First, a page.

There’s freedom on the dance floor, and two electronic music icons bring it.
Ten City was a Chicago-based R&B/house music trio that had several club hits — especially popular in gay clubs of the late 1980s and early 1990s. Like legendary innovative record producer/remixer/DJ Frankie Knuckles, also a Black Midwesterner, Ten City was one of the first exponents of deep house.
Originally, the group was formed in 1987 with vocalist Byron Stingily, guitarist Herb Lawson and keyboardist Byron Burke. They were signed by Atlantic Records and released the album Foundation in 1989, which became the group’s crossover hit, peaking at No. 49 on the US Top R&B/Hip-Hop Albums chart.
The sound was unmistakably rich with a synthesis of programmed drums, sequencers, bass modules, keys, wah-wah guitar, synthesizers, that blend into a sonic euphoria. Ten City’s R&B chart hit “That’s the Way Love Is” and its remixes has become the gold standard in this music genre. The song hit No. 1 on the US dance chart, and No. 8 on the UK Top 40 in 1989.
Stingily, who left the group and became a successful solo artist, re-recorded the song and brought it back to No. 1 on the US dance chart in 1999.
Ten City’s best known other singles are “Devotion” and “Right Back to You”.
Now in 2021, Byron Stingily and renowned electronic music producer Marshall Jefferson reform as Ten City, presenting their first new music in 25 years.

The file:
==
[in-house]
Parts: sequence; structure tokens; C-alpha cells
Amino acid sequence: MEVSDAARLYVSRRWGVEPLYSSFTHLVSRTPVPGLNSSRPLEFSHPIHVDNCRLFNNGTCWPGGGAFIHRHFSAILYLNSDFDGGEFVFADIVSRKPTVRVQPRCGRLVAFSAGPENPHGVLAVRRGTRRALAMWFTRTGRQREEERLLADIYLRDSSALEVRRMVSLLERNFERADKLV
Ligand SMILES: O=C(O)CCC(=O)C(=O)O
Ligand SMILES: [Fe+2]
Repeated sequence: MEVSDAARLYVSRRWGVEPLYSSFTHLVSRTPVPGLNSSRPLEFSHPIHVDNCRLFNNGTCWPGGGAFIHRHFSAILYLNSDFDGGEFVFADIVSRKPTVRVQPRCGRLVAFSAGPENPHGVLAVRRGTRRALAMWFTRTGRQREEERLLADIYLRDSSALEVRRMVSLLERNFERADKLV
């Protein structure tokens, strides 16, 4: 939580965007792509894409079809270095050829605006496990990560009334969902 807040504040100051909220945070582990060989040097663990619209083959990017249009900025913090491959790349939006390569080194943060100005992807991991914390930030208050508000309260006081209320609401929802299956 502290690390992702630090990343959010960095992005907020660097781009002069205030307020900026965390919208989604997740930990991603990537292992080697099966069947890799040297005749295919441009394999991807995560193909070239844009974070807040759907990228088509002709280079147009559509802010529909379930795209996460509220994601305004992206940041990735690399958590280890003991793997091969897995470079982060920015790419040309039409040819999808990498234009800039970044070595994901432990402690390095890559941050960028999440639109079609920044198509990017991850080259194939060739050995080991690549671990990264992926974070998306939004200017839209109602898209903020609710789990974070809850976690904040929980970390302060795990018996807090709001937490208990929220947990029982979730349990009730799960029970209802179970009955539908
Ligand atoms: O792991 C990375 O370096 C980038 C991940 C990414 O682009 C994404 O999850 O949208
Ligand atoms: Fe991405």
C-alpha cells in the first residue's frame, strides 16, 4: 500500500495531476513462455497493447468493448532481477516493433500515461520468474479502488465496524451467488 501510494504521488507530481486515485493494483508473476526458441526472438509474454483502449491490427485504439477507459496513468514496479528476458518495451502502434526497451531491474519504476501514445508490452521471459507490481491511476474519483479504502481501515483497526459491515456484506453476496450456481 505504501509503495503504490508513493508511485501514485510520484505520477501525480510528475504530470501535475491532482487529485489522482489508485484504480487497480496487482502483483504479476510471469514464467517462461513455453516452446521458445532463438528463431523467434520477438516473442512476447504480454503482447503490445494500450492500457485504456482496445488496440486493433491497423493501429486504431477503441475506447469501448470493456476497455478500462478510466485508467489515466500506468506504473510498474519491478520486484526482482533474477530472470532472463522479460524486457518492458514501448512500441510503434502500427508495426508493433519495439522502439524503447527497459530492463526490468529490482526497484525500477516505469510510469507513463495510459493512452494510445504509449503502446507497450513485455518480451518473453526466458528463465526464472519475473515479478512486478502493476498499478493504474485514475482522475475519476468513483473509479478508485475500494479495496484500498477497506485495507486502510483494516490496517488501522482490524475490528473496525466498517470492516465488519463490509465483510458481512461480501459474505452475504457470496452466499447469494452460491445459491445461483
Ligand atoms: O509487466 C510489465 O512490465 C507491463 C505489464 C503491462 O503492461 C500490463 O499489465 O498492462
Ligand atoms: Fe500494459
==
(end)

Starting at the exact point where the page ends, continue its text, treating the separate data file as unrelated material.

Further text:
In keeping with their original and authentic sound, the new release single “Be Free” is bursting with their signature style. Packed with funky bass guitar licks and bright horns, the perfect hybrid of house and disco. Always using their own instrumentation, Ten City have never sampled others’ work, keeping true to their soulful, disco and deep house roots.
“’Be Free’ encompasses the spirit of Dance and House Music! Many times people focus on our differences but ‘Be Free’ speaks to how we are more alike than different. It is a song about respecting and appreciating our differences!” says Stingily.
With the sole intent of uplifting people, the song has an underlying message of inclusivity. Stingily’s lyrics remind us that we are all alike, that we all deserve freedom and we deserve to be respected. House music since its inception has always brought people together, created in the Latino, Black and LGBTQ+ scenes in early Chicago it always set out to unify, a message that is particularly significant for our time and reinforced by Stingily and Jefferson.
Releasing their first new music in 25 years, Ten City reemerge at a time when the world needs uniting more than ever; hoping to heal the divisions and create a new chapter. Now signed to Ultra Music, which presents a fitting home for this release, preserving their sound and helping share their important message.
Listen to “Be Free” here.